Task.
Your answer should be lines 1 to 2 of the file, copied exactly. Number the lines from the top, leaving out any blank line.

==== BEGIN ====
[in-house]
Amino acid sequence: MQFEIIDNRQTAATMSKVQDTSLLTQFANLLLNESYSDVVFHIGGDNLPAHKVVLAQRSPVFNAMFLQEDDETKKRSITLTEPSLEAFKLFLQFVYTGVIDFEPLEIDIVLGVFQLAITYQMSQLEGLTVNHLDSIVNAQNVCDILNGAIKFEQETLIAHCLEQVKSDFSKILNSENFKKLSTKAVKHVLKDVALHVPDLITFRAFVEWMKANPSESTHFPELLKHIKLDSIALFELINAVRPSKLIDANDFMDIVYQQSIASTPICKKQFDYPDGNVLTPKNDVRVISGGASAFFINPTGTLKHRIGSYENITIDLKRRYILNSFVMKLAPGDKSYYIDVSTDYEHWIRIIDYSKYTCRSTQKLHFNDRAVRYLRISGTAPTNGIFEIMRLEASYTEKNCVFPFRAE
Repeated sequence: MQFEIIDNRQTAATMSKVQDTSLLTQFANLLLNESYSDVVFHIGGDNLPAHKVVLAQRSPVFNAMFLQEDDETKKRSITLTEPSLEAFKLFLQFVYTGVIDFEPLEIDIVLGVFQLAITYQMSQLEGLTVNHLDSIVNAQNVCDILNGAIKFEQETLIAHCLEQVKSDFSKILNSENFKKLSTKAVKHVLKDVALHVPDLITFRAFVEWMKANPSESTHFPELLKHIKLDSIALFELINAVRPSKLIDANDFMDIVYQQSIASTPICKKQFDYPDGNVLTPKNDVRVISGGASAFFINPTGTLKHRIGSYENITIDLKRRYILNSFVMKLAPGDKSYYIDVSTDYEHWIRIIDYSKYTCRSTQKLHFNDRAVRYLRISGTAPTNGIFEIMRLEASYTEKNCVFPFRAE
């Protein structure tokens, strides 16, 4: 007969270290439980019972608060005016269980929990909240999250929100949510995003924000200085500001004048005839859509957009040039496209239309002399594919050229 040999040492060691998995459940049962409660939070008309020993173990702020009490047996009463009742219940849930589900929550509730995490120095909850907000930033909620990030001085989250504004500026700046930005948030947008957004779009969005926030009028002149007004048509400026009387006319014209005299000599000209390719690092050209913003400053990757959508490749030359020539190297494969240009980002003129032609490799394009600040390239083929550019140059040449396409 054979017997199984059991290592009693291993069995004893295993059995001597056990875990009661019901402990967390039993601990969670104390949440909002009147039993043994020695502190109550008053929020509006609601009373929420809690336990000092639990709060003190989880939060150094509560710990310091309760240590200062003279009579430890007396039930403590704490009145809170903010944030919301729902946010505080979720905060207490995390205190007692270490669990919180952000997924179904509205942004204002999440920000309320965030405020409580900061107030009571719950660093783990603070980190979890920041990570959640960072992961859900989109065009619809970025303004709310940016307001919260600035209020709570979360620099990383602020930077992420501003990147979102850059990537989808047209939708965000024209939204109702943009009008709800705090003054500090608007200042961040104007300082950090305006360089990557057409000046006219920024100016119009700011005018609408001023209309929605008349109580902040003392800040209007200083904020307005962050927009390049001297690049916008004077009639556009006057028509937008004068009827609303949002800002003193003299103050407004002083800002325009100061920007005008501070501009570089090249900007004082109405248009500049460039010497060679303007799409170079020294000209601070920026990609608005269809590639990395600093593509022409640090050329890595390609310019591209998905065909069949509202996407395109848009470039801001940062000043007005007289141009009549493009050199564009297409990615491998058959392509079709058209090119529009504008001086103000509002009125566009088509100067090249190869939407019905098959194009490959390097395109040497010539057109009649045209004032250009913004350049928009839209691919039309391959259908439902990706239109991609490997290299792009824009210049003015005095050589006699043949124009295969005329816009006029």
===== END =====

[in-house]
Amino acid sequence: MQFEIIDNRQTAATMSKVQDTSLLTQFANLLLNESYSDVVFHIGGDNLPAHKVVLAQRSPVFNAMFLQEDDETKKRSITLTEPSLEAFKLFLQFVYTGVIDFEPLEIDIVLGVFQLAITYQMSQLEGLTVNHLDSIVNAQNVCDILNGAIKFEQETLIAHCLEQVKSDFSKILNSENFKKLSTKAVKHVLKDVALHVPDLITFRAFVEWMKANPSESTHFPELLKHIKLDSIALFELINAVRPSKLIDANDFMDIVYQQSIASTPICKKQFDYPDGNVLTPKNDVRVISGGASAFFINPTGTLKHRIGSYENITIDLKRRYILNSFVMKLAPGDKSYYIDVSTDYEHWIRIIDYSKYTCRSTQKLHFNDRAVRYLRISGTAPTNGIFEIMRLEASYTEKNCVFPFRAE